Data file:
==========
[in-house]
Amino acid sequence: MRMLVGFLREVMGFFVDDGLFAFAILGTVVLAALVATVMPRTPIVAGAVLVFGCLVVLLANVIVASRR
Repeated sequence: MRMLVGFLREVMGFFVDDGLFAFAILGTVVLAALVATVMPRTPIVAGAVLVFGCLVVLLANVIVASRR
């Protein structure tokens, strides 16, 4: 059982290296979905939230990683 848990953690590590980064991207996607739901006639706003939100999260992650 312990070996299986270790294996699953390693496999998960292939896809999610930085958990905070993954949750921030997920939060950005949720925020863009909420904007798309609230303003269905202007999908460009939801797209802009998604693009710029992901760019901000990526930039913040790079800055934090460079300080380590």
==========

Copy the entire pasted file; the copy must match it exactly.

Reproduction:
[in-house]
Amino acid sequence: MRMLVGFLREVMGFFVDDGLFAFAILGTVVLAALVATVMPRTPIVAGAVLVFGCLVVLLANVIVASRR
Repeated sequence: MRMLVGFLREVMGFFVDDGLFAFAILGTVVLAALVATVMPRTPIVAGAVLVFGCLVVLLANVIVASRR
């Protein structure tokens, strides 16, 4: 059982290296979905939230990683 848990953690590590980064991207996607739901006639706003939100999260992650 312990070996299986270790294996699953390693496999998960292939896809999610930085958990905070993954949750921030997920939060950005949720925020863009909420904007798309609230303003269905202007999908460009939801797209802009998604693009710029992901760019901000990526930039913040790079800055934090460079300080380590």